Myocardial Reperfusion Injury: Damage to the MYOCARDIUM resulting from MYOCARDIAL REPERFUSION (restoration of blood flow to ischemic areas of the HEART.) Reperfusion takes place when there is spontaneous thrombolysis, THROMBOLYTIC THERAPY, collateral flow from other coronary vascular beds, or reversal of vasospasm.Myocardial Reperfusion: Generally, restoration of blood supply to heart tissue which is ischemic due to decrease in normal blood supply. The decrease may result from any source including atherosclerotic obstruction, narrowing of the artery, or surgical clamping. Reperfusion can be induced to treat ischemia. Methods include chemical dissolution of an occluding thrombus, administration of vasodilator drugs, angioplasty, catheterization, and artery bypass graft surgery. However, it is thought that reperfusion can itself further damage the ischemic tissue, causing MYOCARDIAL REPERFUSION INJURY.Reperfusion Injury: Adverse functional, metabolic, or structural changes in ischemic tissues resulting from the restoration of blood flow to the tissue (REPERFUSION), including swelling; HEMORRHAGE; NECROSIS; and damage from FREE RADICALS. The most common instance is MYOCARDIAL REPERFUSION INJURY.Ischemic Postconditioning: The application of repeated, brief periods of vascular occlusion at the onset of REPERFUSION to reduce REPERFUSION INJURY that follows a prolonged ischemic event. The techniques are similar to ISCHEMIC PRECONDITIONING but the time of application is after the ischemic event instead of before.Myocardial Infarction: NECROSIS of the MYOCARDIUM caused by an obstruction of the blood supply to the heart (CORONARY CIRCULATION).Myocardium: The muscle tissue of the HEART. It is composed of striated, involuntary muscle cells (MYOCYTES, CARDIAC) connected to form the contractile pump to generate blood flow.Creatine Kinase: A transferase that catalyzes formation of PHOSPHOCREATINE from ATP + CREATINE. The reaction stores ATP energy as phosphocreatine. Three cytoplasmic ISOENZYMES have been identified in human tissues: the MM type from SKELETAL MUSCLE, the MB type from myocardial tissue and the BB type from nervous tissue as well as a mitochondrial isoenzyme. Macro-creatine kinase refers to creatine kinase complexed with other serum proteins.Cardioplegic Solutions: Solutions which, upon administration, will temporarily arrest cardiac activity. They are used in the performance of heart surgery.Myocardial Ischemia: A disorder of cardiac function caused by insufficient blood flow to the muscle tissue of the heart. The decreased blood flow may be due to narrowing of the coronary arteries (CORONARY ARTERY DISEASE), to obstruction by a thrombus (CORONARY THROMBOSIS), or less commonly, to diffuse narrowing of arterioles and other small vessels within the heart. Severe interruption of the blood supply to the myocardial tissue may result in necrosis of cardiac muscle (MYOCARDIAL INFARCTION).Coronary Circulation: The circulation of blood through the CORONARY VESSELS of the HEART.Peroxidase: A hemeprotein from leukocytes. Deficiency of this enzyme leads to a hereditary disorder coupled with disseminated moniliasis. It catalyzes the conversion of a donor and peroxide to an oxidized donor and water. EC Agents: Agents that have a strengthening effect on the heart or that can increase cardiac output. They may be CARDIAC GLYCOSIDES; SYMPATHOMIMETICS; or other drugs. They are used after MYOCARDIAL INFARCT; CARDIAC SURGICAL PROCEDURES; in SHOCK; or in congestive heart failure (HEART FAILURE).Reperfusion: Restoration of blood supply to tissue which is ischemic due to decrease in normal blood supply. The decrease may result from any source including atherosclerotic obstruction, narrowing of the artery, or surgical clamping. It is primarily a procedure for treating infarction or other ischemia, by enabling viable ischemic tissue to recover, thus limiting further necrosis. However, it is thought that reperfusion can itself further damage the ischemic tissue, causing REPERFUSION INJURY.P-Selectin: Cell adhesion molecule and CD antigen that mediates the adhesion of neutrophils and monocytes to activated platelets and endothelial cells.Disease Models, Animal: Naturally occurring or experimentally induced animal diseases with pathological processes sufficiently similar to those of human diseases. They are used as study models for human diseases.Hemodynamics: The movement and the forces involved in the movement of the blood through the CARDIOVASCULAR SYSTEM.Heart: The hollow, muscular organ that maintains the circulation of the blood.Random Allocation: A process involving chance used in therapeutic trials or other research endeavor for allocating experimental subjects, human or animal, between treatment and control groups, or among treatment groups. It may also apply to experiments on inanimate objects.Rats, Wistar: A strain of albino rat developed at the Wistar Institute that has spread widely at other institutions. This has markedly diluted the original strain.Rats, Sprague-Dawley: A strain of albino rat used widely for experimental purposes because of its calmness and ease of handling. It was developed by the Sprague-Dawley Animal Company.Dogs: The domestic dog, Canis familiaris, comprising about 400 breeds, of the carnivore family CANIDAE. They are worldwide in distribution and live in association with people. (Walker's Mammals of the World, 5th ed, p1065)Myocardial Contraction: Contractile activity of the MYOCARDIUM.Neutrophils: Granular leukocytes having a nucleus with three to five lobes connected by slender threads of chromatin, and cytoplasm containing fine inconspicuous granules and stainable by neutral dyes.Thrombectomy: Surgical removal of an obstructing clot or foreign material from a blood vessel at the point of its formation. Removal of a clot arising from a distant site is called EMBOLECTOMY.Wounds and Injuries: Damage inflicted on the body as the direct or indirect result of an external force, with or without disruption of structural continuity.Ischemic Preconditioning, Myocardial: Exposure of myocardial tissue to brief, repeated periods of vascular occlusion in order to render the myocardium resistant to the deleterious effects of ISCHEMIA or REPERFUSION. The period of pre-exposure and the number of times the tissue is exposed to ischemia and reperfusion vary, the average being 3 to 5 minutes.Suction: The removal of secretions, gas or fluid from hollow or tubular organs or cavities by means of a tube and a device that acts on negative pressure.Time Factors: Elements of limited time intervals, contributing to particular results or situations.Angioplasty, Balloon, Coronary: Dilation of an occluded coronary artery (or arteries) by means of a balloon catheter to restore myocardial blood supply.Electrocardiography: Recording of the moment-to-moment electromotive forces of the HEART as projected onto various sites on the body's surface, delineated as a scalar function of time. The recording is monitored by a tracing on slow moving chart paper or by observing it on a cardioscope, which is a CATHODE RAY TUBE DISPLAY.Brain Injuries: Acute and chronic (see also BRAIN INJURIES, CHRONIC) injuries to the brain, including the cerebral hemispheres, CEREBELLUM, and BRAIN STEM. Clinical manifestations depend on the nature of injury. Diffuse trauma to the brain is frequently associated with DIFFUSE AXONAL INJURY or COMA, POST-TRAUMATIC. Localized injuries may be associated with NEUROBEHAVIORAL MANIFESTATIONS; HEMIPARESIS, or other focal neurologic deficits.Ischemic Preconditioning: A technique in which tissue is rendered resistant to the deleterious effects of prolonged ISCHEMIA and REPERFUSION by prior exposure to brief, repeated periods of vascular occlusion. (Am J Physiol 1995 May;268(5 Pt 2):H2063-7, Abstract)Ventricular Function, Left: The hemodynamic and electrophysiological action of the left HEART VENTRICLE. Its measurement is an important aspect of the clinical evaluation of patients with heart disease to determine the effects of the disease on cardiac performance.Perfusion: Treatment process involving the injection of fluid into an organ or tissue.Heart Arrest, Induced: A procedure to stop the contraction of MYOCARDIUM during HEART SURGERY. It is usually achieved with the use of chemicals (CARDIOPLEGIC SOLUTIONS) or cold temperature (such as chilled perfusate).Thrombolytic Therapy: Use of infusions of FIBRINOLYTIC AGENTS to destroy or dissolve thrombi in blood vessels or bypass grafts.Coronary Vessels: The veins and arteries of the HEART.Coronary Angiography: Radiography of the vascular system of the heart muscle after injection of a contrast medium.Necrosis: The pathological process occurring in cells that are dying from irreparable injuries. It is caused by the progressive, uncontrolled action of degradative ENZYMES, leading to MITOCHONDRIAL SWELLING, nuclear flocculation, and cell lysis. It is distinct it from APOPTOSIS, which is a normal, regulated cellular process.Ischemia: A hypoperfusion of the BLOOD through an organ or tissue caused by a PATHOLOGIC CONSTRICTION or obstruction of its BLOOD VESSELS, or an absence of BLOOD CIRCULATION.Creatine Kinase, MB Form: An isoenzyme of creatine kinase found in the CARDIAC MUSCLE.Mitochondria, Heart: The mitochondria of the myocardium.Myocytes, Cardiac: Striated muscle cells found in the heart. They are derived from cardiac myoblasts (MYOBLASTS, CARDIAC).Anterior Wall Myocardial Infarction: MYOCARDIAL INFARCTION in which the anterior wall of the heart is involved. Anterior wall myocardial infarction is often caused by occlusion of the left anterior descending coronary artery. It can be categorized as anteroseptal or anterolateral wall myocardial infarction.Coronary Thrombosis: Coagulation of blood in any of the CORONARY VESSELS. The presence of a blood clot (THROMBUS) often leads to MYOCARDIAL INFARCTION.Mitochondrial Membrane Transport Proteins: Proteins involved in the transport of specific substances across the membranes of the MITOCHONDRIA.Percutaneous Coronary Intervention: A family of percutaneous techniques that are used to manage CORONARY OCCLUSION, including standard balloon angioplasty (PERCUTANEOUS TRANSLUMINAL CORONARY ANGIOPLASTY), the placement of intracoronary STENTS, and atheroablative technologies (e.g., ATHERECTOMY; ENDARTERECTOMY; THROMBECTOMY; PERCUTANEOUS TRANSLUMINAL LASER ANGIOPLASTY). PTCA was the dominant form of PCI, before the widespread use of stenting.Athletic Injuries: Injuries incurred during participation in competitive or non-competitive sports.Treatment Outcome: Evaluation undertaken to assess the results or consequences of management and procedures used in combating disease in order to determine the efficacy, effectiveness, safety, and practicability of these interventions in individual cases or series.Microcirculation: The circulation of the BLOOD through the MICROVASCULAR NETWORK.Spinal Cord Injuries: Penetrating and non-penetrating injuries to the spinal cord resulting from traumatic external forces (e.g., WOUNDS, GUNSHOT; WHIPLASH INJURIES; etc.).Malondialdehyde: The dialdehyde of malonic acid.Acute Kidney Injury: Abrupt reduction in kidney function. Acute kidney injury encompasses the entire spectrum of the syndrome including acute kidney failure; ACUTE KIDNEY TUBULAR NECROSIS; and other less severe conditions.Warm Ischemia: A tissue or organ remaining at physiological temperature during decreased BLOOD perfusion or in the absence of blood supply. During ORGAN TRANSPLANTATION it begins when the organ reaches physiological temperature before the completion of SURGICAL ANASTOMOSIS and ends with reestablishment of the BLOOD CIRCULATION through the tissue.Lung Injury: Damage to any compartment of the lung caused by physical, chemical, or biological agents which characteristically elicit inflammatory reaction. These inflammatory reactions can either be acute and dominated by NEUTROPHILS, or chronic and dominated by LYMPHOCYTES and MACROPHAGES.Protective Agents: Synthetic or natural substances which are given to prevent a disease or disorder or are used in the process of treating a disease or injury due to a poisonous agent.Mice, Inbred C57BLRabbits: The species Oryctolagus cuniculus, in the family Leporidae, order LAGOMORPHA. Rabbits are born in burrows, furless, and with eyes and ears closed. In contrast with HARES, rabbits have 22 chromosome pairs.Immunoglobulin Fab Fragments: Univalent antigen-binding fragments composed of one entire IMMUNOGLOBULIN LIGHT CHAIN and the amino terminal end of one of the IMMUNOGLOBULIN HEAVY CHAINS from the hinge region, linked to each other by disulfide bonds. Fab contains the IMMUNOGLOBULIN VARIABLE REGIONS, which are part of the antigen-binding site, and the first IMMUNOGLOBULIN CONSTANT REGIONS. This fragment can be obtained by digestion of immunoglobulins with the proteolytic enzyme PAPAIN.Platelet Glycoprotein GPIIb-IIIa Complex: Platelet membrane glycoprotein complex important for platelet adhesion and aggregation. It is an integrin complex containing INTEGRIN ALPHAIIB and INTEGRIN BETA3 which recognizes the arginine-glycine-aspartic acid (RGD) sequence present on several adhesive proteins. As such, it is a receptor for FIBRINOGEN; VON WILLEBRAND FACTOR; FIBRONECTIN; VITRONECTIN; and THROMBOSPONDINS. A deficiency of GPIIb-IIIa results in GLANZMANN THROMBASTHENIA.Swine: Any of various animals that constitute the family Suidae and comprise stout-bodied, short-legged omnivorous mammals with thick skin, usually covered with coarse bristles, a rather long mobile snout, and small tail. Included are the genera Babyrousa, Phacochoerus (wart hogs), and Sus, the latter containing the domestic pig (see SUS SCROFA).Echocardiography: Ultrasonic recording of the size, motion, and composition of the heart and surrounding tissues. The standard approach is transthoracic.Brain Ischemia: Localized reduction of blood flow to brain tissue due to arterial obstruction or systemic hypoperfusion. This frequently occurs in conjunction with brain hypoxia (HYPOXIA, BRAIN). Prolonged ischemia is associated with BRAIN INFARCTION.Apoptosis: One of the mechanisms by which CELL DEATH occurs (compare with NECROSIS and AUTOPHAGOCYTOSIS). Apoptosis is the mechanism responsible for the physiological deletion of cells and appears to be intrinsically programmed. It is characterized by distinctive morphologic changes in the nucleus and cytoplasm, chromatin cleavage at regularly spaced sites, and the endonucleolytic cleavage of genomic DNA; (DNA FRAGMENTATION); at internucleosomal sites. This mode of cell death serves as a balance to mitosis in regulating the size of animal tissues and in mediating pathologic processes associated with tumor growth.Endothelium, Vascular: Single pavement layer of cells which line the luminal surface of the entire vascular system and regulate the transport of macromolecules and blood components.Injury Severity Score: An anatomic severity scale based on the Abbreviated Injury Scale (AIS) and developed specifically to score multiple traumatic injuries. It has been used as a predictor of mortality.Neutrophil Infiltration: The diffusion or accumulation of neutrophils in tissues or cells in response to a wide variety of substances released at the sites of inflammatory reactions.Oxidative Stress: A disturbance in the prooxidant-antioxidant balance in favor of the former, leading to potential damage. Indicators of oxidative stress include damaged DNA bases, protein oxidation products, and lipid peroxidation products (Sies, Oxidative Stress, 1991, pxv-xvi).L-Lactate Dehydrogenase: A tetrameric enzyme that, along with the coenzyme NAD+, catalyzes the interconversion of LACTATE and PYRUVATE. In vertebrates, genes for three different subunits (LDH-A, LDH-B and LDH-C) exist.Liver: A large lobed glandular organ in the abdomen of vertebrates that is responsible for detoxification, metabolism, synthesis and storage of various substances.Leg Injuries: General or unspecified injuries involving the leg.Cold Ischemia: The chilling of a tissue or organ during decreased BLOOD perfusion or in the absence of blood supply. Cold ischemia time during ORGAN TRANSPLANTATION begins when the organ is cooled with a cold perfusion solution after ORGAN PROCUREMENT surgery, and ends after the tissue reaches physiological temperature during implantation procedures.Organ Preservation: The process by which organs are kept viable outside of the organism from which they were removed (i.e., kept from decay by means of a chemical agent, cooling, or a fluid substitute that mimics the natural state within the organism).Kidney: Body organ that filters blood for the secretion of URINE and that regulates ion concentrations.Cytoprotection: The process by which chemical compounds provide protection to cells against harmful agents.Organ Preservation Solutions: Solutions used to store organs and minimize tissue damage, particularly while awaiting implantation.Acute Lung Injury: A condition of lung damage that is characterized by bilateral pulmonary infiltrates (PULMONARY EDEMA) rich in NEUTROPHILS, and in the absence of clinical HEART FAILURE. This can represent a spectrum of pulmonary lesions, endothelial and epithelial, due to numerous factors (physical, chemical, or biological).Superoxide Dismutase: An oxidoreductase that catalyzes the reaction between superoxide anions and hydrogen to yield molecular oxygen and hydrogen peroxide. The enzyme protects the cell against dangerous levels of superoxide. EC Transaminase: An enzyme that catalyzes the conversion of L-alanine and 2-oxoglutarate to pyruvate and L-glutamate. (From Enzyme Nomenclature, 1992) EC Aminotransferases: Enzymes of the transferase class that catalyze the conversion of L-aspartate and 2-ketoglutarate to oxaloacetate and L-glutamate. EC, Knockout: Strains of mice in which certain GENES of their GENOMES have been disrupted, or "knocked-out". To produce knockouts, using RECOMBINANT DNA technology, the normal DNA sequence of the gene being studied is altered to prevent synthesis of a normal gene product. Cloned cells in which this DNA alteration is successful are then injected into mouse EMBRYOS to produce chimeric mice. The chimeric mice are then bred to yield a strain in which all the cells of the mouse contain the disrupted gene. Knockout mice are used as EXPERIMENTAL ANIMAL MODELS for diseases (DISEASE MODELS, ANIMAL) and to clarify the functions of the genes.Prospective Studies: Observation of a population for a sufficient number of persons over a sufficient number of years to generate incidence or mortality rates subsequent to the selection of the study group.Eye Injuries: Damage or trauma inflicted to the eye by external means. The concept includes both surface injuries and intraocular injuries.Models, Animal: Non-human animals, selected because of specific characteristics, for use in experimental research, teaching, or testing.Coronary Disease: An imbalance between myocardial functional requirements and the capacity of the CORONARY VESSELS to supply sufficient blood flow. It is a form of MYOCARDIAL ISCHEMIA (insufficient blood supply to the heart muscle) caused by a decreased capacity of the coronary vessels.Free Radicals: Highly reactive molecules with an unsatisfied electron valence pair. Free radicals are produced in both normal and pathological processes. They are proven or suspected agents of tissue damage in a wide variety of circumstances including radiation, damage from environment chemicals, and aging. Natural and pharmacological prevention of free radical damage is being actively investigated.Infarction, Middle Cerebral Artery: NECROSIS occurring in the MIDDLE CEREBRAL ARTERY distribution system which brings blood to the entire lateral aspects of each CEREBRAL HEMISPHERE. Clinical signs include impaired cognition; APHASIA; AGRAPHIA; weak and numbness in the face and arms, contralaterally or bilaterally depending on the infarction.Antioxidants: Naturally occurring or synthetic substances that inhibit or retard the oxidation of a substance to which it is added. They counteract the harmful and damaging effects of oxidation in animal tissues.Neck Injuries: General or unspecified injuries to the neck. It includes injuries to the skin, muscles, and other soft tissues of the neck.Nitric Oxide: A free radical gas produced endogenously by a variety of mammalian cells, synthesized from ARGININE by NITRIC OXIDE SYNTHASE. Nitric oxide is one of the ENDOTHELIUM-DEPENDENT RELAXING FACTORS released by the vascular endothelium and mediates VASODILATION. It also inhibits platelet aggregation, induces disaggregation of aggregated platelets, and inhibits platelet adhesion to the vascular endothelium. Nitric oxide activates cytosolic GUANYLATE CYCLASE and thus elevates intracellular levels of CYCLIC GMP.Free Radical Scavengers: Substances that influence the course of a chemical reaction by ready combination with free radicals. Among other effects, this combining activity protects pancreatic islets against damage by cytokines and prevents myocardial and pulmonary perfusion injuries.Myocardial Stunning: Prolonged dysfunction of the myocardium after a brief episode of severe ischemia, with gradual return of contractile activity.Neuroprotective Agents: Drugs intended to prevent damage to the brain or spinal cord from ischemia, stroke, convulsions, or trauma. Some must be administered before the event, but others may be effective for some time after. They act by a variety of mechanisms, but often directly or indirectly minimize the damage produced by endogenous excitatory amino acids.Constriction: The act of constricting.Stents: Devices that provide support for tubular structures that are being anastomosed or for body cavities during skin grafting.Predictive Value of Tests: In screening and diagnostic tests, the probability that a person with a positive test is a true positive (i.e., has the disease), is referred to as the predictive value of a positive test; whereas, the predictive value of a negative test is the probability that the person with a negative test does not have the disease. Predictive value is related to the sensitivity and specificity of the test.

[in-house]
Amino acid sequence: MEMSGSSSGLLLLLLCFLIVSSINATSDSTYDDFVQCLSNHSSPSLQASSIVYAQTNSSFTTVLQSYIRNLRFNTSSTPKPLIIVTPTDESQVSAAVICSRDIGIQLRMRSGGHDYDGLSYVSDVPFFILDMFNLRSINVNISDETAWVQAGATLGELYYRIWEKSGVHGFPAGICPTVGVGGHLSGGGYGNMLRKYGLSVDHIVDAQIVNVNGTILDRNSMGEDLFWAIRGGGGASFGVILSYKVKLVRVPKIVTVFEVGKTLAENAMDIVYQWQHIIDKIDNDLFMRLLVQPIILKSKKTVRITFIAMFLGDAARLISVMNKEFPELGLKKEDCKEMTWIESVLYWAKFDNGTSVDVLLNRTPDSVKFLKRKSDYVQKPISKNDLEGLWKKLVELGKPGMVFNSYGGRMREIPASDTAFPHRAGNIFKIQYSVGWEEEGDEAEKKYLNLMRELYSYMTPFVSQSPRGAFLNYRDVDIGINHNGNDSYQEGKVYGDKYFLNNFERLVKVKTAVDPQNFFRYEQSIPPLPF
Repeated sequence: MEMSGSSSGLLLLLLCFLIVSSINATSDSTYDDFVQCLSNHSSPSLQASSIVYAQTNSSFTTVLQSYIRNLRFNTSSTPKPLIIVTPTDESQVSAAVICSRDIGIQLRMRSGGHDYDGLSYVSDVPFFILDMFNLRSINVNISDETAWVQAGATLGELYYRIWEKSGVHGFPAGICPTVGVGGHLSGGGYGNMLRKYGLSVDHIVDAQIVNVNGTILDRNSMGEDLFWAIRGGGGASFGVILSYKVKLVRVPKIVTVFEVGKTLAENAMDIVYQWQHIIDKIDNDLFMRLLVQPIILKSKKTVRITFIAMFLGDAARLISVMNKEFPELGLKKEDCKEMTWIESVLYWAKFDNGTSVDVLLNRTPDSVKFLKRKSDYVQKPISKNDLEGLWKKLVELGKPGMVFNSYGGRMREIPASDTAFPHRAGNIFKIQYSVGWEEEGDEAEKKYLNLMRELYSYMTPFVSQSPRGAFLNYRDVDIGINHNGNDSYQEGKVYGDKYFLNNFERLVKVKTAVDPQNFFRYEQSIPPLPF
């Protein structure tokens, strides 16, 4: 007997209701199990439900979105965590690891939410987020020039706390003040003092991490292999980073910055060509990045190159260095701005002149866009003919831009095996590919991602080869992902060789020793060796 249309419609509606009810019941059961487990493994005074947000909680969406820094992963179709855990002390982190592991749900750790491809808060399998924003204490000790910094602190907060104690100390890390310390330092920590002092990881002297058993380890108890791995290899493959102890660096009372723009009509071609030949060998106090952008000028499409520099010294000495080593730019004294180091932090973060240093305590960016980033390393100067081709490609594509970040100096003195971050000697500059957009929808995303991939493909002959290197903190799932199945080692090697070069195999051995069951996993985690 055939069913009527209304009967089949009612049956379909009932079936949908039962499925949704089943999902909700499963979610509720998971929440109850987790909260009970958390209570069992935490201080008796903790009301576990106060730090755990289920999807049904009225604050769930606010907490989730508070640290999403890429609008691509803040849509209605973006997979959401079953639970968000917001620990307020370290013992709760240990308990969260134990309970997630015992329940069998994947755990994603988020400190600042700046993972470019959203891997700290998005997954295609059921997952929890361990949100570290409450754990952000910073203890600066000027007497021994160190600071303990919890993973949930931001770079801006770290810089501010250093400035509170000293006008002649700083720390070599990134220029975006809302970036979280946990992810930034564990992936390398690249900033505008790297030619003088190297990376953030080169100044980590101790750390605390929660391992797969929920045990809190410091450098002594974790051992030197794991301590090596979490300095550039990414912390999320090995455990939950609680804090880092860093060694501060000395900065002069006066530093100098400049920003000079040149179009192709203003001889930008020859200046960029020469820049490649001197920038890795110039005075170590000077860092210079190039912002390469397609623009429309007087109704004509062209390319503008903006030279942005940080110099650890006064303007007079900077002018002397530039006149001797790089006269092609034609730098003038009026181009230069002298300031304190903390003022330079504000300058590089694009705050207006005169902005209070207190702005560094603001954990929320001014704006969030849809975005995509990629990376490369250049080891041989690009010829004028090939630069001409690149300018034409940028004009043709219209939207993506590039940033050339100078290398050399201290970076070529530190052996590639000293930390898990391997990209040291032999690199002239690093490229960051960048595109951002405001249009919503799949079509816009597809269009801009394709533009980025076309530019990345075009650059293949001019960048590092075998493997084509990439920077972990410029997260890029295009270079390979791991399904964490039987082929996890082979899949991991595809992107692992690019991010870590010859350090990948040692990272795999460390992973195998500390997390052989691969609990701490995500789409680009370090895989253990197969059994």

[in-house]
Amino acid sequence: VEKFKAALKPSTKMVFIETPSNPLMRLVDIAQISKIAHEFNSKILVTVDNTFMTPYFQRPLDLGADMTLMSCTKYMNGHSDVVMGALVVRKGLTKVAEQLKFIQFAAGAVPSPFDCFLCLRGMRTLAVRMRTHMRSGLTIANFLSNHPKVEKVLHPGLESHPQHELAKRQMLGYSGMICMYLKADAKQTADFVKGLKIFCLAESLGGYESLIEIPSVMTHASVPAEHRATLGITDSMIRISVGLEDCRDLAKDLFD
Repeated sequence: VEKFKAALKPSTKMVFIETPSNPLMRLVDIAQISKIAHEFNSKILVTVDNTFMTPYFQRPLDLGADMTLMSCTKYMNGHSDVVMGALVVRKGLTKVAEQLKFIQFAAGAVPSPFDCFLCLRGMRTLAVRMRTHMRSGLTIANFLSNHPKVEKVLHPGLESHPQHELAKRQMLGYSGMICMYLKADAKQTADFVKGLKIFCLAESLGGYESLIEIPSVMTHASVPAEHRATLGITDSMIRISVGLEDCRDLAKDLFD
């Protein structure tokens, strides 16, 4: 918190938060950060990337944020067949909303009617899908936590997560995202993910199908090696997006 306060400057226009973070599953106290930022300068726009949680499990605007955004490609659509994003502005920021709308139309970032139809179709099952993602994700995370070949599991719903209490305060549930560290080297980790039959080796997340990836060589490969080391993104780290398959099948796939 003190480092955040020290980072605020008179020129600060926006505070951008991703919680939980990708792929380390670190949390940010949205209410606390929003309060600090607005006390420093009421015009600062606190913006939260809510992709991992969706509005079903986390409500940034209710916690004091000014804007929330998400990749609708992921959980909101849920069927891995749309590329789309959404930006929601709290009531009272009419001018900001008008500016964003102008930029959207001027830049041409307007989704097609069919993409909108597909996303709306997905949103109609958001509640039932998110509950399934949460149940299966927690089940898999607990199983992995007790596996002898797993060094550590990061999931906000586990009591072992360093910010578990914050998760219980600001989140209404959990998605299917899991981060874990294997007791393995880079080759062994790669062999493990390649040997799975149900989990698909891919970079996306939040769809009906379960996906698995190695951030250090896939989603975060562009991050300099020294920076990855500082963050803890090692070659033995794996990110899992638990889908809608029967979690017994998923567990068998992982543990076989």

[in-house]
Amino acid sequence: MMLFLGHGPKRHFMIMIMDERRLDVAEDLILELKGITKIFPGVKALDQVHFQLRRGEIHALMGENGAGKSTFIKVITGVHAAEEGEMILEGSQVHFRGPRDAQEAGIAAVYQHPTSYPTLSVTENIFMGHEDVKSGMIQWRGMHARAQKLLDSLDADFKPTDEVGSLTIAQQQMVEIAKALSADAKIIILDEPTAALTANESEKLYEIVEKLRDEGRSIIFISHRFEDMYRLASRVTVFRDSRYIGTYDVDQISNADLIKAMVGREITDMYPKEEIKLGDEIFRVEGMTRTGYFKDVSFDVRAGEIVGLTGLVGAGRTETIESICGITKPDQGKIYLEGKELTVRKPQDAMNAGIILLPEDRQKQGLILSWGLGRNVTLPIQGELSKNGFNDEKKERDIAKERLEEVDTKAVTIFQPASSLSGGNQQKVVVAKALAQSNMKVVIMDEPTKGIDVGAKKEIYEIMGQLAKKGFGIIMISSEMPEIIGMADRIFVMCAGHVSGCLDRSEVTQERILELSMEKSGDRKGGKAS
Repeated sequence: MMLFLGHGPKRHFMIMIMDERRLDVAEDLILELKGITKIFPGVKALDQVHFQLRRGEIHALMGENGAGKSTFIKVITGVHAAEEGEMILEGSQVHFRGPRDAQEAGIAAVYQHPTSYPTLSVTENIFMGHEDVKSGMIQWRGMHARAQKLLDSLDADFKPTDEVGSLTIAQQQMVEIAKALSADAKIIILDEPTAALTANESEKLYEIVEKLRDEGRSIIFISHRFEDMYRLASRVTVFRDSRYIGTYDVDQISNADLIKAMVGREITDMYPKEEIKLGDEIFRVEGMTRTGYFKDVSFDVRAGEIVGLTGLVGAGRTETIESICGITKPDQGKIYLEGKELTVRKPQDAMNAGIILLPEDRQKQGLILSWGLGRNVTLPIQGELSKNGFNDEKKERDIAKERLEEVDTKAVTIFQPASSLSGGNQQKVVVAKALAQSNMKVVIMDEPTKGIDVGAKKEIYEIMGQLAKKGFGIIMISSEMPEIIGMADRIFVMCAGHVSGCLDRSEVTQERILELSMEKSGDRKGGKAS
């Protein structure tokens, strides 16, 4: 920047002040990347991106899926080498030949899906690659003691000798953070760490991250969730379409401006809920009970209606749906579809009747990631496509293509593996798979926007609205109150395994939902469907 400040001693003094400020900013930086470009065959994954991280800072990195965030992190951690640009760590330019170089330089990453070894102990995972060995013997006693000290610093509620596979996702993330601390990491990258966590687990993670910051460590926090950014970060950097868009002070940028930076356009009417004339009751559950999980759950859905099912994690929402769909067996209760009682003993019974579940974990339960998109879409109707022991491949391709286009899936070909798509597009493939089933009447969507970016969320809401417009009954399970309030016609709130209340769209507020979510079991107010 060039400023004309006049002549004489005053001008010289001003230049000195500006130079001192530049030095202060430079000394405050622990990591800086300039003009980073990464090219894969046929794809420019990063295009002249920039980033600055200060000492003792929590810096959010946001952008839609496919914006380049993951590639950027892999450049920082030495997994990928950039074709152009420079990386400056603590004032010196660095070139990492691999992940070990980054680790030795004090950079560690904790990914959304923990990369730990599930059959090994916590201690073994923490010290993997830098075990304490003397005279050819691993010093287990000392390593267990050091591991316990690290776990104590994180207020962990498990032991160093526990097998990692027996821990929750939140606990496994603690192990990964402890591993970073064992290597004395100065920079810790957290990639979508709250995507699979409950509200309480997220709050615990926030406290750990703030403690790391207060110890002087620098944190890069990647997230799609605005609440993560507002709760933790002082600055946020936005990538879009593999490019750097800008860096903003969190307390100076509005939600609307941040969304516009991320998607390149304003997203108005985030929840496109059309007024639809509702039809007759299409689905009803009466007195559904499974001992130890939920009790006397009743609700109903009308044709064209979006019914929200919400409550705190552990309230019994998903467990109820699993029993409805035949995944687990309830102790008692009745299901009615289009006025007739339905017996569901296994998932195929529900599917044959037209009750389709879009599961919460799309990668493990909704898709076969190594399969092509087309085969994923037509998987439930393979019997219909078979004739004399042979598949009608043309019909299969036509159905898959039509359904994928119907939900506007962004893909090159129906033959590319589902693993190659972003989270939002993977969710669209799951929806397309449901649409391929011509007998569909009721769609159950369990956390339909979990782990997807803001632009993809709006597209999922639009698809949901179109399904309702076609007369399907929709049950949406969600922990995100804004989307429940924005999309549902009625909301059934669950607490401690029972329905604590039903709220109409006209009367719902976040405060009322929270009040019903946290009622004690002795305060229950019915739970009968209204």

Differential regulation of Bcl-2, AP-1 and NF-kappaB on cardiomyocyte apoptosis during myocardial ischemic stress adaptation. (1/3052)